EM ended last week on a soft note, as Fed tightening expectations ratcheted up. The December Fed funds futures contract has an implied yield of 0.5%, the highest since June 2. Note that on June 3, US rates plunged after the May jobs shocker (+38k). If the hawkish Fed storyline can be maintained, then EM will have trouble getting traction. This Friday’s jobs report for August will be key, with consensus at +185k vs. +255k in July.
Idiosyncratic risk remains in play. South Africa remains hostage to political uncertainty, with a cabinet shuffle possible in the coming days. Turkey remains subject to downgrade risk. Elsewhere, China reports August PMIs. Markets for now are comfortable with the slow landing story but weak China data could spook investors.
Israel’s central bank meets Monday and is expected to keep rates steady at 0.10%. It’s been on hold since its last 15 bp cut in February 2015. Yet deflation risks persist, with CPI at -0.6% y/y in July and well below the 1-3% target range. Despite some market talk of unconventional measures, we think it would take a significant downturn in the economy for the central bank to go down that road. GDP growth picked up to 2.9% y/y in Q2, the strongest since Q1 2015.
Colombia reports Q2 GDP Monday, with growth expected at 2.3% y/y vs. 2.5% in Q1. The central bank meets Wednesday and is expected to keep rates steady at 7.75%. CPI rose 9.0% y/y in July, the highest since October 2000 and more than double the top of the 2-4% target range. Recent minutes and comments suggest a desire to stop the tightening cycle, as the economy is clearly slowing. However, we see a chance of a hawkish surprise until inflation shows signs of leveling out.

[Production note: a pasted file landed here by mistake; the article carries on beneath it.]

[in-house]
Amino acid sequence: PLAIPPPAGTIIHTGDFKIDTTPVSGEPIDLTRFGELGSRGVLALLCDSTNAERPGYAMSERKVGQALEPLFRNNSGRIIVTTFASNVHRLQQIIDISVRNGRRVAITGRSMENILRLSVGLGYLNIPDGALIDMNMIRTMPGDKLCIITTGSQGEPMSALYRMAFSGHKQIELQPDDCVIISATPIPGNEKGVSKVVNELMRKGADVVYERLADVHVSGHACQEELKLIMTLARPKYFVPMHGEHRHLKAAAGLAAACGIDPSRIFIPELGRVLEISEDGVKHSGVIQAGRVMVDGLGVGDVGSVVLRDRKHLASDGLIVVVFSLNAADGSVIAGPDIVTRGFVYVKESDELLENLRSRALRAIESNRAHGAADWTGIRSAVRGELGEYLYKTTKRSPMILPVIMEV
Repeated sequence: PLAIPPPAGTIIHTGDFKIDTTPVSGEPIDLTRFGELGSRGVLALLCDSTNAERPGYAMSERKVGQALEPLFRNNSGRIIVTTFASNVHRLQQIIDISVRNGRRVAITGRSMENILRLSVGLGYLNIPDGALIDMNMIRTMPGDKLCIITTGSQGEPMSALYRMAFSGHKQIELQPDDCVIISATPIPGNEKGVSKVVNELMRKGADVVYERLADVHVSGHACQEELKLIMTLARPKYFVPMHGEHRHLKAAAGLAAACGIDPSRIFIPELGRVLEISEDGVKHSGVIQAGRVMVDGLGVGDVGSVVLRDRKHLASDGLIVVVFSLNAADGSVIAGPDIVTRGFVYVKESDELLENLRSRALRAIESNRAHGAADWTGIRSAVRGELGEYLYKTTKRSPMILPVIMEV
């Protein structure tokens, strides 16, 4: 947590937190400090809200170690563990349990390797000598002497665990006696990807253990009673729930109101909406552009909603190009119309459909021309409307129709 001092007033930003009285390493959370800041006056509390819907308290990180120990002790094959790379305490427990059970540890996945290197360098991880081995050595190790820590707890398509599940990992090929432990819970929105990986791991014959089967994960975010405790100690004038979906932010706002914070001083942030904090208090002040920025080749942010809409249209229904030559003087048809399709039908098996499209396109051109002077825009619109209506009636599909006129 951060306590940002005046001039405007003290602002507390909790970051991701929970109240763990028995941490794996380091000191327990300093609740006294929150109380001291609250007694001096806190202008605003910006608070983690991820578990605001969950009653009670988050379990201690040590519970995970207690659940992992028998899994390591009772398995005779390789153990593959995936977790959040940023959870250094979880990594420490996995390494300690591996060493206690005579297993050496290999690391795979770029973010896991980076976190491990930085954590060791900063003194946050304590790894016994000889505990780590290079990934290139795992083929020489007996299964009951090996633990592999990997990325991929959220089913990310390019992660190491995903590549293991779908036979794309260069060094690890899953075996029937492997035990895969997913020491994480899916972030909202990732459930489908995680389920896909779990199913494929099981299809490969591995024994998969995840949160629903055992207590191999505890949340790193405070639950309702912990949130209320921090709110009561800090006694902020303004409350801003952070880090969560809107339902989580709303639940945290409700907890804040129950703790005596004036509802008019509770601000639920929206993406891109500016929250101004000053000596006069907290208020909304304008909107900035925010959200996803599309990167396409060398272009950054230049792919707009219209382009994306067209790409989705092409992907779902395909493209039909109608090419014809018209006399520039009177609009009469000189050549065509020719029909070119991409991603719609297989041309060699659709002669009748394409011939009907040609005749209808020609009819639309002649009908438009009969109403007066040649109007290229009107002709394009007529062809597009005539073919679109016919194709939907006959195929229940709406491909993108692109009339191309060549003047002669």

South Africa reports July budget, money, and private sector loan data Tuesday. Money and loan growth are expected to slow from June. It then reports July trade Wednesday. The economic data is likely to take a back seat to political developments. Local press is reporting a possible cabinet shuffle, but the fate of Finance Minister Gordhan is really all that matters. Continued uncertainty is likely to weigh on the rand.
Brazil reports August IGP-M wholesale inflation Tuesday, which is expected to rise 11.50% y/y vs. 11.63% in July. It also reports July central government budget data Tuesday. COPOM meets Wednesday and is expected to keep rates steady at 14.25%. Brazil reports consolidated budget data Wednesday, with the primary deficit expected at –BRL18 bln. It also reports Q2 GDP Wednesday, which is expected at -3.9% y/y vs. -5.4% in Q1. It then reports August trade Thursday. July IP will be reported Friday, which is expected at -7% y/y vs. -6% in June.
Chile reports July IP and retail sales Tuesday. The former is seen at -1.5% y/y and the latter at 2.5% y/y, and the outlook remains weak. Continued disinflation gives the central bank leeway to end the tightening cycle, and we see potential easing around year-end or perhaps early 2017 due to the slowing economy. GDP rose only 1.5% y/y in Q2, the lowest since Q3 2014.